a short site about The Divine Comedy

Star Trek

Life is too good, after all, it appears. At least, Neil Hannon says so and dammit, he’s convincing. Of course he knows, as you must, that gloom abounds – friendships fragment, heroes depart and leave you lost, the halitosis from hell drops by to say ‘well hello there’ on the same enchanted evening than Joan Chen does – but he gets over it.

Promenade, you see, is a record which acknowledges the obvious, that life often consists of disasters and disappointments, and then choose to ignore it by documenting one of those rare and precious things, a good day. Mostly, but not exclusively, its songs are small and warm, reminding you of the simple, everyday pleasures – food, drink; art, loving, being loved – which you seldom pause to ponder but which, whether you know or not, are the reason why you can stand up, fling open the French windows and smile at the sun after you topple out of bed at 3pm.

It’s traditional to start at the beginning; Neil Hannon does, and I will. The opener is ‘Bath’. Those of you well versed in the norms of rock ‘n’ roll songwriting may be taken aback to learn that the first lyrics in this song is “Rub a dub/It’s time for a scrub.” But this isn’t rock ‘n’ roll, it’s Scott Walker with a ticklestick and a fez, and ‘Bath’ is an invigorating, inexcusably sexy alarm call.

The day continues with some early-morning exercise (‘Going Downhill Fast’), a trip to the library (‘The Booklovers’) and a light lunch in ‘The Seafood Song’, in which Neil rather saucily and jauntily sings the praises of not only marine animals (“If there’s a fishy smell/I’ll be there”) – come back Sid James, all is forgiven if not forgotten), but also fishermen everywhere, those who “soak their socks for me.” Delicious.

These are mere appetisers, though. The real cordon bleu stuff arrives in the form of ‘Geronimo’, a short film (as are most of these songs) in which a young loving couple sprint home in the pouring rain with “nothing vaguely waterproof to wear:” and, simply, dry each other off. It’s about love, companionship, mutual trust, dampness. It’s a picture riddled with tenderness, and it will fill your heart.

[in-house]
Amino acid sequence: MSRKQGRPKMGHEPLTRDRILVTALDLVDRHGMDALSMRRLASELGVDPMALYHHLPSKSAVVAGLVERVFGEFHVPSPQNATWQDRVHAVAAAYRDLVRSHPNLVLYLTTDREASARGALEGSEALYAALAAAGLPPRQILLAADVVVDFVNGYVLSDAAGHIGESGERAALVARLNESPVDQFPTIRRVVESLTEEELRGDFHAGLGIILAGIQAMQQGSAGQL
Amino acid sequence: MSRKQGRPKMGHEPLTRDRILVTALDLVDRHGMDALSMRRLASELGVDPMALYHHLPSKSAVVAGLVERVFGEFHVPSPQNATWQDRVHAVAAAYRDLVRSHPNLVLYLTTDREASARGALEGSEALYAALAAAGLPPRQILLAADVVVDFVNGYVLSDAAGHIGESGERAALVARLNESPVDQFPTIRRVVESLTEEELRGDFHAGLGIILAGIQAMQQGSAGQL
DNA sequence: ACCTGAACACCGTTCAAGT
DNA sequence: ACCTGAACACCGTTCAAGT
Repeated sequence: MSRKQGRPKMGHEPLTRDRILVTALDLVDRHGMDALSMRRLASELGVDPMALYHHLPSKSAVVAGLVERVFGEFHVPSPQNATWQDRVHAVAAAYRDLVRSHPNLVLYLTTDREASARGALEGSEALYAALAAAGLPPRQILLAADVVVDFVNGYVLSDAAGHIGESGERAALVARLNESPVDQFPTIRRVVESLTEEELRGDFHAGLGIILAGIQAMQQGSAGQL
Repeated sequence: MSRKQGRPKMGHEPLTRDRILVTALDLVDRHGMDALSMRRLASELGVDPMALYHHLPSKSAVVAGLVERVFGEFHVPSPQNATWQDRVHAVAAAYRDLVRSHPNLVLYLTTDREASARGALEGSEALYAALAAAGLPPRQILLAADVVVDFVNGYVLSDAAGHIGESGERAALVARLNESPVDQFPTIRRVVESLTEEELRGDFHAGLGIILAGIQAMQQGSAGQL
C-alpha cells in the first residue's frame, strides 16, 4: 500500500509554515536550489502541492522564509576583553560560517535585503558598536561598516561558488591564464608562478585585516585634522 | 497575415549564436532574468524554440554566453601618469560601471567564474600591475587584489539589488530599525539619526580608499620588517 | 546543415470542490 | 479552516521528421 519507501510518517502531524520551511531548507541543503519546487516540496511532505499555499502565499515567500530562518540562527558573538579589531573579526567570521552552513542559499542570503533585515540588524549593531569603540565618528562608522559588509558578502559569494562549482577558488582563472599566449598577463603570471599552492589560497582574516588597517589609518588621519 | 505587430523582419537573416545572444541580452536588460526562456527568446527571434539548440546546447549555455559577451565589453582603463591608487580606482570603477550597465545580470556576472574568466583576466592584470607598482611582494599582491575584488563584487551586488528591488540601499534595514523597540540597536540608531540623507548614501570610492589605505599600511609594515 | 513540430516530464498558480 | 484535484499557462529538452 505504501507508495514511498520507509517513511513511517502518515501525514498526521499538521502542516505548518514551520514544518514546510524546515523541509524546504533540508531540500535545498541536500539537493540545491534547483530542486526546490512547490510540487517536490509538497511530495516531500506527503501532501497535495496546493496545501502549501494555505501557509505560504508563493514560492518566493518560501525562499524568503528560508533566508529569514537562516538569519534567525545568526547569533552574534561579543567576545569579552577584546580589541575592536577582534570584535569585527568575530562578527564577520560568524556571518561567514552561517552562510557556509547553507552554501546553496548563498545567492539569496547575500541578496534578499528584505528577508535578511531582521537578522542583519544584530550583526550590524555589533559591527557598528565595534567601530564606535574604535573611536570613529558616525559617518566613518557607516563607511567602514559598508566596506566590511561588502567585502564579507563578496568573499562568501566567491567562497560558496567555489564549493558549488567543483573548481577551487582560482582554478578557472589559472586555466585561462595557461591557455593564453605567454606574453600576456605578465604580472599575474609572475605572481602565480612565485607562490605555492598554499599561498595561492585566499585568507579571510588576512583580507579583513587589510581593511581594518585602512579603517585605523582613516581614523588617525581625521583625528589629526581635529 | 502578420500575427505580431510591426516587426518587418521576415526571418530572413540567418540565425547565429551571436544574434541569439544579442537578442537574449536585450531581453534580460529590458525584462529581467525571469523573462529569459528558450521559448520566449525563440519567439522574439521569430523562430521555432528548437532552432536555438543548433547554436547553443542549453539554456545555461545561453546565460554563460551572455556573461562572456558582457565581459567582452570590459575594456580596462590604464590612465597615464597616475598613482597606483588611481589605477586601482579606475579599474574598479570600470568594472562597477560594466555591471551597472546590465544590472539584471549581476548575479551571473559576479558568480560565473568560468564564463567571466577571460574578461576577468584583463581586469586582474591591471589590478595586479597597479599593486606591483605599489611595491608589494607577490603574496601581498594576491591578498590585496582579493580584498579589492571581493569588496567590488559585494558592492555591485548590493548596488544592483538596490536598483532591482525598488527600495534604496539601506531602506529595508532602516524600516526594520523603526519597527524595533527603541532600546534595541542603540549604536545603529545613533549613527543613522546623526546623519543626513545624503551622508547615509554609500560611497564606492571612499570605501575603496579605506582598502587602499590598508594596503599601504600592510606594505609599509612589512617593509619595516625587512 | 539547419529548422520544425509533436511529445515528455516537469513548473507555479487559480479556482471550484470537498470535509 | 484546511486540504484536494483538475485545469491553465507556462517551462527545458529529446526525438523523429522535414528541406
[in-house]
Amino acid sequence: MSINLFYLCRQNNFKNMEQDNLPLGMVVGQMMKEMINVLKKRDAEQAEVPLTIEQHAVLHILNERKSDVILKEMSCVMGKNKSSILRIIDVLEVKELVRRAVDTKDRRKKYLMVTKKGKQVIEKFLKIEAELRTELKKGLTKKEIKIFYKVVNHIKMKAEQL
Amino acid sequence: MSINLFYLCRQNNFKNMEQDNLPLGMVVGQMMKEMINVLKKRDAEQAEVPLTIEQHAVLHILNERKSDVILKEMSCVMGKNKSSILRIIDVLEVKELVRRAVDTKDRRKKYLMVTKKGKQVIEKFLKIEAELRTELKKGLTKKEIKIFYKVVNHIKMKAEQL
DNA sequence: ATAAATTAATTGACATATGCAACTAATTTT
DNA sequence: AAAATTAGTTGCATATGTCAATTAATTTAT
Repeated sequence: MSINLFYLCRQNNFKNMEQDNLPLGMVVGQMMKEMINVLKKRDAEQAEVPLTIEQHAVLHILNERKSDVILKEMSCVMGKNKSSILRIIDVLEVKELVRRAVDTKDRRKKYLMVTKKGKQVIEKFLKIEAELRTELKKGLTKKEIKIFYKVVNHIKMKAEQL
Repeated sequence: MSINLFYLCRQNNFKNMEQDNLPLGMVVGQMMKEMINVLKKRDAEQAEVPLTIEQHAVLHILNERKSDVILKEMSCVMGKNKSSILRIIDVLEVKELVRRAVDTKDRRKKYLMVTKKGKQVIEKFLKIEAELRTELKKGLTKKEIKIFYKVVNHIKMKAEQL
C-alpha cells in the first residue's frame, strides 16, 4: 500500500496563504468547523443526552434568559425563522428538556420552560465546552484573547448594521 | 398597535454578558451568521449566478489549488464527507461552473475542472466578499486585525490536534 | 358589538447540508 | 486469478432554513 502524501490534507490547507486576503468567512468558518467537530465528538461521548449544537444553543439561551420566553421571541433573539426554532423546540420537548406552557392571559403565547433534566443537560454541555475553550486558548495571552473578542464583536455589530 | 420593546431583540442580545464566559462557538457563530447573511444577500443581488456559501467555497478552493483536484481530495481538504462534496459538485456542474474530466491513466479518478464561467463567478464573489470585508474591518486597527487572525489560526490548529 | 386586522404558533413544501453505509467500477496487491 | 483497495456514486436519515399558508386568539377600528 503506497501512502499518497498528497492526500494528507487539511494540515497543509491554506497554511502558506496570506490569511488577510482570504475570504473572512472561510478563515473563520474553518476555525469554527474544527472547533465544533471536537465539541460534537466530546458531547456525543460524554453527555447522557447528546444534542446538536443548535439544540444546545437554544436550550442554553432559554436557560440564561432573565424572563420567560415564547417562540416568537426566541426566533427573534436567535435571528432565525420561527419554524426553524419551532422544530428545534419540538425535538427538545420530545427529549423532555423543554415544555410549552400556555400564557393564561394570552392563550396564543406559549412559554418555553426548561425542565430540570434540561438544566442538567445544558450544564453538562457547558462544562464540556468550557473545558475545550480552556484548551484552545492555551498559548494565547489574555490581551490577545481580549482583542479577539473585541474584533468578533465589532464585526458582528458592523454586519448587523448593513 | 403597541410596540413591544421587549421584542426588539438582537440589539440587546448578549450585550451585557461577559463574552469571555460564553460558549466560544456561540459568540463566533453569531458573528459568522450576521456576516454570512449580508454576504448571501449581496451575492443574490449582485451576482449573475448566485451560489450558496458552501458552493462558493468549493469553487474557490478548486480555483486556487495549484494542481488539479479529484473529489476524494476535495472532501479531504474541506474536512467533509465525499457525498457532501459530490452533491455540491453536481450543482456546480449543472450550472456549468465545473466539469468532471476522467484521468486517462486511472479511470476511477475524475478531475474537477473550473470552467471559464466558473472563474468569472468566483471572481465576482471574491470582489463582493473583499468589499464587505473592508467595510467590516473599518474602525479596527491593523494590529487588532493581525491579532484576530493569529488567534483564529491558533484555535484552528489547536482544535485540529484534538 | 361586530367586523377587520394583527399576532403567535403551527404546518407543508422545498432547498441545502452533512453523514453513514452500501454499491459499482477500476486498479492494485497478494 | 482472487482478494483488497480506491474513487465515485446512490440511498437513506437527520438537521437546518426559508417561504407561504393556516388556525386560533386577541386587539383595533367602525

‘Don’t Look Down’ is perfect – the story of an argument, taking place on a Ferris wheel he was afraid to board (“Old-fashioned Ferris wheels are no big deal/They’re just big wheels with chairs/So don’t be scared/Set yourself free/She tells me it’s alright/To open up my eyes/She holds on to my hand/And the clouds float by”, with a God he doesn’t believe in but who makes him suffer anyway by perching him many miles above the ground for longer than most vertigo sufferers like. Funderland, fundamentalism and, again, astonishing affection in one gleaming package; there’s nothing else like it.

And there’s ‘The Summerhouse’, which is Five Go To Finniston Farm set to music, only more poignant (the oboe aches), and is maybe unhealthily nostalgic for a man in his early twenties but then, I’m in my even earlier twenties and it gets me there, so I’ll shut up.

The day/album is rounded off by ‘The Drinking Song’, ‘Ten Seconds To Midnight’ and ‘Tonight We Fly’, which veer between raucousness and anhedonia in the space of not very many minutes. Then, a snippet of Dryden about living for today, and that’s it.

It’s shocking that this man is only twenty-three years old; it will be more shocking if he isn’t a living legend by the age of twenty-four. He makes music that beams or grins ruefully rather than snarls, and sometimes you need that. So if you’re still in the dark, here’s how it is – this is a record to wake up and sleep to, a record to grin and weep to, a record to breathe to. Much obliged, Neil.


Niall Crumlish
Hot Press 04/05/1994